Thursday, June 30, 2011

Judge Cooke finds 300+ year mandatory sentence for juvenile unconstitutional

Here's the money passage:

Here, Mathurin faces a mandatory minimum 307-year sentence. Because Congress has abolished the federal parole system, this sentence gives Mathurin no possibility of release based on demonstrated maturity and rehabilitation. A significant portion of this sentence is comprised of mandatory 25-year consecutive sentences required under § 924(c)(1)(D)(ii), which provides:

[N]o term of imprisonment imposed on a person under this subsection shall run concurrently with any other term of imprisonment imposed on the person, including any term of imprisonment imposed for the crime of violence or drug trafficking crime during which the firearm was used, carried, or possessed.

Under Graham, this provision of § 924(c)(1)(D) is unconstitutional as applied to Mathurin, a juvenile offender convicted of non-homicide offenses. To apply the statute in accordance with the Eighth Amendment, severance of the constitutionally offensive portion of § 924(c)(1)(D) is necessary.

Judge Cooke ends up finding the rest of the statute can be saved and sentences James Mathurin to 40 years in prison, meaning he will get out in his 50s, instead of spending the rest of his life in jail. Here's the entire order.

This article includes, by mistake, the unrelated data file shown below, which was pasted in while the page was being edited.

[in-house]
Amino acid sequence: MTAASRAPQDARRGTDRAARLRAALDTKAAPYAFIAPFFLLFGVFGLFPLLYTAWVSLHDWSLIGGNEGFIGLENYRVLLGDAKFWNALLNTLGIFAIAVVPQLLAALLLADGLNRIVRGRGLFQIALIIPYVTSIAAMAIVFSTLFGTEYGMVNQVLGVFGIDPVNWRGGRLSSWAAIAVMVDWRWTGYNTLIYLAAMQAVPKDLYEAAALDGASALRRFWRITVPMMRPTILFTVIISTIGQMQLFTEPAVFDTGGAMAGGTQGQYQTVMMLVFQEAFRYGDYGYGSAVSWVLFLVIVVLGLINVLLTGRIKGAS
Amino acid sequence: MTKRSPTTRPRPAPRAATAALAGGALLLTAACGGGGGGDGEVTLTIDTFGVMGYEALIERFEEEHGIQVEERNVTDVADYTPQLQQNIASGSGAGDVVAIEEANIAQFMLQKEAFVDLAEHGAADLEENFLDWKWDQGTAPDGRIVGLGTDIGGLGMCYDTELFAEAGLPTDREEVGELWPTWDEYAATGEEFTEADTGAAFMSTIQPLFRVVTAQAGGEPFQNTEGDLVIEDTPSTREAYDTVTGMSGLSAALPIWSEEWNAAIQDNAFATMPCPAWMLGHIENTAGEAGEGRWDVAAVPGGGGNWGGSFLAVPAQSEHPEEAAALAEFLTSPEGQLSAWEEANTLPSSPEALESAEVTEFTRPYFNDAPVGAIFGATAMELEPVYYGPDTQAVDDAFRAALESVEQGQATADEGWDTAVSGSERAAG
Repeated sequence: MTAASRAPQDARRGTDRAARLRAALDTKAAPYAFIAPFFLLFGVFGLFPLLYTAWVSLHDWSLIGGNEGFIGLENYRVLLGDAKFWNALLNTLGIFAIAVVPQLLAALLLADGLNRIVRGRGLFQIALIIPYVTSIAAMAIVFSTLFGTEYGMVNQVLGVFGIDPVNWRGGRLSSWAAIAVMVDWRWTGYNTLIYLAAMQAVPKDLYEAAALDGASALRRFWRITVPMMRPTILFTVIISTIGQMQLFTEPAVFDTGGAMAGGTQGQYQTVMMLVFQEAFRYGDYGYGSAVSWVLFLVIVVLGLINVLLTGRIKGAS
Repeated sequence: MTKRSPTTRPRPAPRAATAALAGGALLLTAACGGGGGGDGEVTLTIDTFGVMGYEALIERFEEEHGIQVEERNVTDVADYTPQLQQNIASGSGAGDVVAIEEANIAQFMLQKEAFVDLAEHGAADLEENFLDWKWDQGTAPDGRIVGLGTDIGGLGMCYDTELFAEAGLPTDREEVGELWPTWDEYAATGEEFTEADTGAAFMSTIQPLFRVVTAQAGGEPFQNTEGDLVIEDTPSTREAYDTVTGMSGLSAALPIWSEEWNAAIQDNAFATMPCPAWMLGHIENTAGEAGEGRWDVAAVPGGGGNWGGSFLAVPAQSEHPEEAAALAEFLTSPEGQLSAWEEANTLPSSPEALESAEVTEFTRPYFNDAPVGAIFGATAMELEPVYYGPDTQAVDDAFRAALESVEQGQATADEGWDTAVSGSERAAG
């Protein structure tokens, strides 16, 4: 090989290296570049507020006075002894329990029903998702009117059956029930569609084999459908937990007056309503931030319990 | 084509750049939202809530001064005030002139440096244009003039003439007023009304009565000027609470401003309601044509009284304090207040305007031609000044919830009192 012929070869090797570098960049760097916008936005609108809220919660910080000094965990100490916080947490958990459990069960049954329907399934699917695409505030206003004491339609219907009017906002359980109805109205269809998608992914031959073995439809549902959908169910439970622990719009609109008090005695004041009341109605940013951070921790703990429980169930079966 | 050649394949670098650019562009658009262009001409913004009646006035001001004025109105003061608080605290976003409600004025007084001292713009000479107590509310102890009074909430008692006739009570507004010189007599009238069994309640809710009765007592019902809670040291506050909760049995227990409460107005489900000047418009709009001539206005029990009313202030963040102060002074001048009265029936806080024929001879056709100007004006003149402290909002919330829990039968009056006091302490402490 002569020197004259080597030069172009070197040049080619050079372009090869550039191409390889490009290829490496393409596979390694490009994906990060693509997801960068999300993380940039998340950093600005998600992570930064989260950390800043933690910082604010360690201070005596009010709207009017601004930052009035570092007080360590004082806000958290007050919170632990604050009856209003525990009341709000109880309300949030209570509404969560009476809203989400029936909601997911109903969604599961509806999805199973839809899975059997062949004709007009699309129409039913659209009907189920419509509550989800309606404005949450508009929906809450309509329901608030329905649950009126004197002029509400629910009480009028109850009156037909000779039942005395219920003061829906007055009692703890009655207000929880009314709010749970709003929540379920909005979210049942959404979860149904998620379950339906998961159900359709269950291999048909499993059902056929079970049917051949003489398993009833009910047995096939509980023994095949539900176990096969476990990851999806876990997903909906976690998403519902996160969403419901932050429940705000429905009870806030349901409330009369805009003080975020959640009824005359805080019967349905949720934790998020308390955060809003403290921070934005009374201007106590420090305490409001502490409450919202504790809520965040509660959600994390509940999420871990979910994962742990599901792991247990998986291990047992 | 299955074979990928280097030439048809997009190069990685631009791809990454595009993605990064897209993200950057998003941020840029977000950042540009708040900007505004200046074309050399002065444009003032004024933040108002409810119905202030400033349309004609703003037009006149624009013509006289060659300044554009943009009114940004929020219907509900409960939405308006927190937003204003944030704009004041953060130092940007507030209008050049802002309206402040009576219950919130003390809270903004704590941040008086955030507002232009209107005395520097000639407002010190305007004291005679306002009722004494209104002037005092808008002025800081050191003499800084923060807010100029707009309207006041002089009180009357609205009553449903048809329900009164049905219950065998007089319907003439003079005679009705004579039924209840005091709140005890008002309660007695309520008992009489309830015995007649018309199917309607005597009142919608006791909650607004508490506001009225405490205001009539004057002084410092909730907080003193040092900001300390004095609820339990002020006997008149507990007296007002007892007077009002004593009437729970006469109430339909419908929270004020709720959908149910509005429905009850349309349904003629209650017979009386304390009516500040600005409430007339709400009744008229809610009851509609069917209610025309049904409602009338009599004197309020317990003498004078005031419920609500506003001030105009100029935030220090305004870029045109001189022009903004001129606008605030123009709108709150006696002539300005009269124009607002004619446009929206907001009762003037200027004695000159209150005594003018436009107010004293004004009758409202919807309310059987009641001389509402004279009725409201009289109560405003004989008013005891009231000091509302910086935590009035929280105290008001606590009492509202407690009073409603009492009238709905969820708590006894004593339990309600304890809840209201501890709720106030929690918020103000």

Cooke Finds Sentence Unconstitutional

Wednesday, June 29, 2011

Vanishing precedent

Rojas isn’t gone only from the Eleventh Circuit’s website. It’s gone from Westlaw and apparently everywhere else as well. The Federal Public Defender has been fielding requests for copies of the mysteriously vanished decision. Here it is:

“I’m almost speechless. It’s a kinder, gentler day over there. It happens so infrequently.”

That was Judge Altonaga at a hearing on a passport fraud violation for a Navy petty officer after the government offered pretrial diversion. Both the NY Times and the Miami Herald has been covering the case. From the Herald:

While common in state court, pretrial diversions are so rare in the South Florida federal system that Altonaga said it left her “speechless,” and appeared to reflect “a kinder gentler” prosecutorial office.

They happen so infrequently, she added, that it was unclear whether the clerk’s office in the downtown Miami courthouse knew how to process one.

The idea is to give someone facing charges an opportunity to avoid prosecution through a program designed by the U.S. Probation Services, such as doing community service or perhaps taking a civics class.